One WEIRD Trick for Speeding Up ORDER BY That You Probably Shouldn't Use
I was digging into a performance issue at work recently and found THE WEIRDEST way of speeding up a query that uses ORDER BY. When testing against our replica database, I was getting results up to 100 times faster than before. “Too good to be true!” I thought. Well, it turns out that it is sort of too good to be true. The WEIRD Trick Here’s an example query that was having issues.
Two Tools for Diagnosing Slow Endpoints in Rails
##Intro In general, I see two types of slow endpoints when I am doing performance work: endpoints that have bad code causing a slow response, and endpoints that have a bad query causing a slow response. This post will focus on endpoints that have bad code. Slow endpoints can be identified using an application performance monitor like NewRelic. These endpoints usually either have N + 1 queries, or they spend lots of time in Ruby.
How to Test Rake Tasks in RSpec Without Rails
Recently in a Ruby project that does not use Rails, I had to write a Rake task. I wanted to be sure it was tested, but I couldn’t figure out how to load the task in the test environment. Thanks to RSpec Tests for Rake Tasks I was able to get the majority of the setup done. But that post is for Rails projects! Want the TL;DR? Skip to the code below and look for the line with Rake::DefaultLoader.
Using Factories in Ruby to Refactor if Statements
In two separate code reviews this week I dug up a trusty old article that I use when trying to refactor conditionals in Ruby. I’ve referred back to Ian Whitney’s article Refactoring away a conditional so many times over the years. Today, I thought I’d try explain this pattern myself based on some recent work. The Problem: Sending Messages Before I start I should note that I didn’t do the work I’ve outlined below.
Don't Trust the Cops: Sometimes Rubocop is Wrong
My team at work recently upgraded our version of Rubocop, the popular linter used to enforce good Ruby code style. With the upgrade we got a whole bunch of new suggestions and warnings about style violations. One of them that tripped us up was the Performance/Count rule. According to the Rubocop docs: This cop is used to identify usages of count on an Enumerable that follow calls to select or reject.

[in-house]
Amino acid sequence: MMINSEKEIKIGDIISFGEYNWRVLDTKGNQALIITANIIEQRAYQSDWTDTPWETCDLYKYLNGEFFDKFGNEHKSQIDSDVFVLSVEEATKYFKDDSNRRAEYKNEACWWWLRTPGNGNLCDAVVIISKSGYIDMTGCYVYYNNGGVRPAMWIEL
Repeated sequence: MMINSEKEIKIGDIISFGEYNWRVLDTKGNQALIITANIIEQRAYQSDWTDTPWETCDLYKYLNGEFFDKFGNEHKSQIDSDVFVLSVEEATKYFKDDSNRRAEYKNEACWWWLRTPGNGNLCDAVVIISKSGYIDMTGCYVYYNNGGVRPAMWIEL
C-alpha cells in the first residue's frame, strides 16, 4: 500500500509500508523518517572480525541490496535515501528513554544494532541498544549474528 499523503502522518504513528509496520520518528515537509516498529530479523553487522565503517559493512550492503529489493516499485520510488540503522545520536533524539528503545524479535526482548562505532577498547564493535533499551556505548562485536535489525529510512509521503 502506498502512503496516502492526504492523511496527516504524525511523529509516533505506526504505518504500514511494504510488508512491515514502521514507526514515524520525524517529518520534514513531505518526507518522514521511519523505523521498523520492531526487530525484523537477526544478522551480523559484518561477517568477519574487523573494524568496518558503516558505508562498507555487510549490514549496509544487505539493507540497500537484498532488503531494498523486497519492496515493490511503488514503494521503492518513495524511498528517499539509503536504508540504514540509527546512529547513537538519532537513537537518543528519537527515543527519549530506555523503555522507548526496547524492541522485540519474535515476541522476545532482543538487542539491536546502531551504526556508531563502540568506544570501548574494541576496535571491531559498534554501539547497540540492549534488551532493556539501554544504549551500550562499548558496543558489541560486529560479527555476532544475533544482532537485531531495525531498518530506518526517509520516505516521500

Shared Examples and Contexts in RSpec
When I first learned testing in Rails, I learned RSpec, but then in my last job, I wrote most of my tests in minitest. I enjoyed the challenge of learning a new test framework and found the tests super fast! But recently, I’ve been working on a project in RSpec again and I have a renewed appreciation for it! In this post, I’m going to talk about how to define and use shared examples and shared contexts in RSpec.
This weekend I went to a workshop to learn Go that was organized by Denise Yu. I wasn’t able to stay for the whole thing, but I got so learn some fundamentals of Go. It was really nice to focus a day learning something new. GOPATH The first thing that caught me off guard was how Go looks for Go code. In the workshop, they glazed over this topic by suggesting that everyone start writing code in ~/go.
Favourite Debugging Trick
Last week I wrote about some of my favourite debugging tools in Ruby. I forgot one trick that I find super useful! Today I was writing a script that would iterate through objects in an S3 bucket and group these objects by similar names. The naming structure looked like this: original.jpg tumb_original.jpg profile_original.jpg So all three of those images should get grouped together because they all come from orignal.jpg. But I got my name comparison muddled and something wasn’t working right.
Creating a tmux Colour Theme
I recently decided to use the Dracula in my coding environment. Love it or hate it, I’ve been working with Vim and tmux for the past two years and I inherited my Vim and tmux configurations from someone else. I dove head first into this environment and got used to it pretty quickly, but I never spent much time configuring it. When I switched Vim over to Dracula, I immediately realized that I needed to change my tmux colours too!
Debugging in Rails with Pry, `bundle open` and `puts`
This week I got to dig into some debugging that I really enjoyed. Well, if you had asked me in the middle of it I might not have been having fun, but I found a solution! I used a handful of tools to approach debugging and they all gave me a little bit more information to solve the problem that I didn’t have before. Here is a bit about each tool and what I find useful about it.